Although the UROD activity is low in both PCT type II and HEP, a UROD activity of <10% is typically seen in HEP patients.3 This contrasts with PCT type II patients who have UROD activity of approximately 50%. Secondly, PCT is usually a late-onset disease with symptoms first manifesting in the early 30s. The patient presented here has an early onset of disease, which is characteristic of HEP. Additionally, PCT type II is inherited in an autosomal dominant manner while HEP is inherited as an autosomal recessive trait. Increased isocoproporphyrins in feces are characteristic of both PCT type II and HEP.4 In contrast to PCT, erythrocyte zinc-associated protoporphyrin is increased in HEP. 

Porphyria cutanea tarda type II (vs hepatoerythropoietic porphyria)

Porphyria cutanea tarda is the most common porphyria. Although porphyria cutanea tarda is a late-onset condition, early-onset cases have been reported. Three types of PCT exist: type 1 (acquired or sporadic, 80%); PCT, type 2 (familial PCT, 20%); and type 3 (no pathogenic variants in UROD, cause unknown).5 

Congenital erythropoietic porphyria 

Congenital erythropoietic porphyria (CEP) presents in infancy and is the rarest porphyria. CEP is an autosomal recessive porphyria caused by pathogenic variants in the uroporphyrinogen III synthase (UROS). Patients present with cutaneous photosensitivity (redness, blistering, thickening) and increased vulnerability to skin infection. Erythrodontia is common. Vomiting, abdominal pain, and constipation may occur during attacks. Hepatic and hematological involvement has been reported.1 While CEP and HEP share some common clinical features, the biochemical phenotypes are different. Biochemically, uroporphyrinogen I and coproporphyrinogen I accumulate in the blood. Measurement of these analytes in fecal, blood, and urine samples can establish a diagnosis for CEP. 

Erythropoietic protoporphyria

Erythropoietic protoporphyria (EPP) is caused by low ferrochelatase activity, the last enzyme in the heme biosynthetic pathway. While both EPP and HEP are classified as cutaneous porphyrias, the clinical and biochemical phenotypes are different. EPP patients have an immediate, painful reaction to sunlight while HEP manifests with severe, bullous sun sensitivity.6 Contrary to elevated zinc-associated protoporphyrin observed in HEP patients, EPP patients show excess accumulation of metal-free protoporphyrin in red blood cells, plasma, and fecal specimens. Additionally, the urine porphyrin profile is normal in EPP patients.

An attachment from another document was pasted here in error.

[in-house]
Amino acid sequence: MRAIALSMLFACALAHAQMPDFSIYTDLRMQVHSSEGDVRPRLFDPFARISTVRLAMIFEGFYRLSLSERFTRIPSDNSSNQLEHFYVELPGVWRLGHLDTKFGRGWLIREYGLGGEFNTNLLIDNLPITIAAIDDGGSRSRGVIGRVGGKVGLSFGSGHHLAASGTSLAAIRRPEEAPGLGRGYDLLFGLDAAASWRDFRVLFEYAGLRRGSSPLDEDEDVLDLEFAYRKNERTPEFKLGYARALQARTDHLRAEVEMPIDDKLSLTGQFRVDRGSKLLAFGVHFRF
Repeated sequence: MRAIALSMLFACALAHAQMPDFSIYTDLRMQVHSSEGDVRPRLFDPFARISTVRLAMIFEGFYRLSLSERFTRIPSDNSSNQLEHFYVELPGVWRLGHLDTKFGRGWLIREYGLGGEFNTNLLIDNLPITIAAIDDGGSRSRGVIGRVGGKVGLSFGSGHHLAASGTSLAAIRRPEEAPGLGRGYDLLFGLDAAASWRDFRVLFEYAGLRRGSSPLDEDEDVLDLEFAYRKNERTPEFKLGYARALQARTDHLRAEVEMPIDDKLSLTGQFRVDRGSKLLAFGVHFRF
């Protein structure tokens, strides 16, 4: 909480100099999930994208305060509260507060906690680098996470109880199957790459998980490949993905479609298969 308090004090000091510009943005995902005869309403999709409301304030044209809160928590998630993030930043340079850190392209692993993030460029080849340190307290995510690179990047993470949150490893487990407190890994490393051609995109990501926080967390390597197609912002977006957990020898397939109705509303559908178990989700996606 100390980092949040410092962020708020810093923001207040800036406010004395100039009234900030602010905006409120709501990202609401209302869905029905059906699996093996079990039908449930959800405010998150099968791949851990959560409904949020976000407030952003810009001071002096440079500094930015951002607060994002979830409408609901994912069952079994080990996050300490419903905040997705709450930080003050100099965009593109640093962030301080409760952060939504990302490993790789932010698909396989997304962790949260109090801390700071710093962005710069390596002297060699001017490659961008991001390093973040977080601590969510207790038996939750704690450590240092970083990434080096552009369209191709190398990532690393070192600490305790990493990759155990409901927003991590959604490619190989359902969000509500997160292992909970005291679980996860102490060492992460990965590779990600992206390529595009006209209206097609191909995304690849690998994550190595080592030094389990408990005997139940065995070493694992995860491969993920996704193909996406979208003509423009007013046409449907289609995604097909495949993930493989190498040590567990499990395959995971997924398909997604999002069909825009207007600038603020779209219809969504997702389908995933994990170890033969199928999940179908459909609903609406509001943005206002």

There is no cure for HEP. Avoidance of exposure to triggering agents and management of symptoms remains the key strategy for the improvement of patient outcomes. 


  1. Cheryl B. Bayart and Heather A. Brandling-Bennett. Congenital and Hereditary Disorders of the Skin. 2018:1475-1494.e1.
  2. Weiss Y, et al. Porphyria cutanea tarda and hepatoerythropoietic porphyria: Identification of 19 novel uroporphyrinogen III decarboxylase mutations. Mol Genet Metab. 2019. 128:363-366.
  3. Amy S. Paller and Anthony J. Mancini. 19 - Photosensitivity and Photoreactions. Hurwitz Clinical Pediatric Dermatology (Fourth Edition), 2011:436-453,.
  4. Eulalia Baselga and Antonio Torrelo, Chapter 19 - Inflammatory and Purpuric Eruptions. 2008:311-342.